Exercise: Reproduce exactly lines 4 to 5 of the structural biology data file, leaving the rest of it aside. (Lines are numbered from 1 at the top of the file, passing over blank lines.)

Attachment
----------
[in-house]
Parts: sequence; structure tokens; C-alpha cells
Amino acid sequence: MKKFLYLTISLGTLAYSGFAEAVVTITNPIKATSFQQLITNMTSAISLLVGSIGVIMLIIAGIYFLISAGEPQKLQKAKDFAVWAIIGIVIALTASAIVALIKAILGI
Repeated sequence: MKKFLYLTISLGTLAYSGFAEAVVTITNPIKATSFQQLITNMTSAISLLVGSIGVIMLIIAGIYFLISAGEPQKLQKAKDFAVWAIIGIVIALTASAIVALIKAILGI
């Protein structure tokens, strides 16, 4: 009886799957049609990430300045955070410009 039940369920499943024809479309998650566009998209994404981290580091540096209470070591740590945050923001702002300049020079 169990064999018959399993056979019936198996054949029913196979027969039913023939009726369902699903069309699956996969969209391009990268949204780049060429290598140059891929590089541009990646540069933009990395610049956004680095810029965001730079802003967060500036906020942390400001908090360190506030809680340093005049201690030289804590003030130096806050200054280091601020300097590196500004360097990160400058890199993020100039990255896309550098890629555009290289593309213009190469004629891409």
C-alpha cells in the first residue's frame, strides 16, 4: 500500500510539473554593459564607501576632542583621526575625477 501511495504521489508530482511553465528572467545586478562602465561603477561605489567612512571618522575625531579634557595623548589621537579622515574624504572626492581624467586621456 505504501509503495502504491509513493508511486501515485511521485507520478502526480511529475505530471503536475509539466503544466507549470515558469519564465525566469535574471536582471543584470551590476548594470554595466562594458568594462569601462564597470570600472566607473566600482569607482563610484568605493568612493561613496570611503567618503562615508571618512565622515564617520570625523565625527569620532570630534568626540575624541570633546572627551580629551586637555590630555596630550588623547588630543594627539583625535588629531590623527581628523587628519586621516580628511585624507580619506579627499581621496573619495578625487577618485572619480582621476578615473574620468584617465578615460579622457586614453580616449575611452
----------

Repeated sequence: MKKFLYLTISLGTLAYSGFAEAVVTITNPIKATSFQQLITNMTSAISLLVGSIGVIMLIIAGIYFLISAGEPQKLQKAKDFAVWAIIGIVIALTASAIVALIKAILGI
């Protein structure tokens, strides 16, 4: 009886799957049609990430300045955070410009 039940369920499943024809479309998650566009998209994404981290580091540096209470070591740590945050923001702002300049020079 169990064999018959399993056979019936198996054949029913196979027969039913023939009726369902699903069309699956996969969209391009990268949204780049060429290598140059891929590089541009990646540069933009990395610049956004680095810029965001730079802003967060500036906020942390400001908090360190506030809680340093005049201690030289804590003030130096806050200054280091601020300097590196500004360097990160400058890199993020100039990255896309550098890629555009290289593309213009190469004629891409």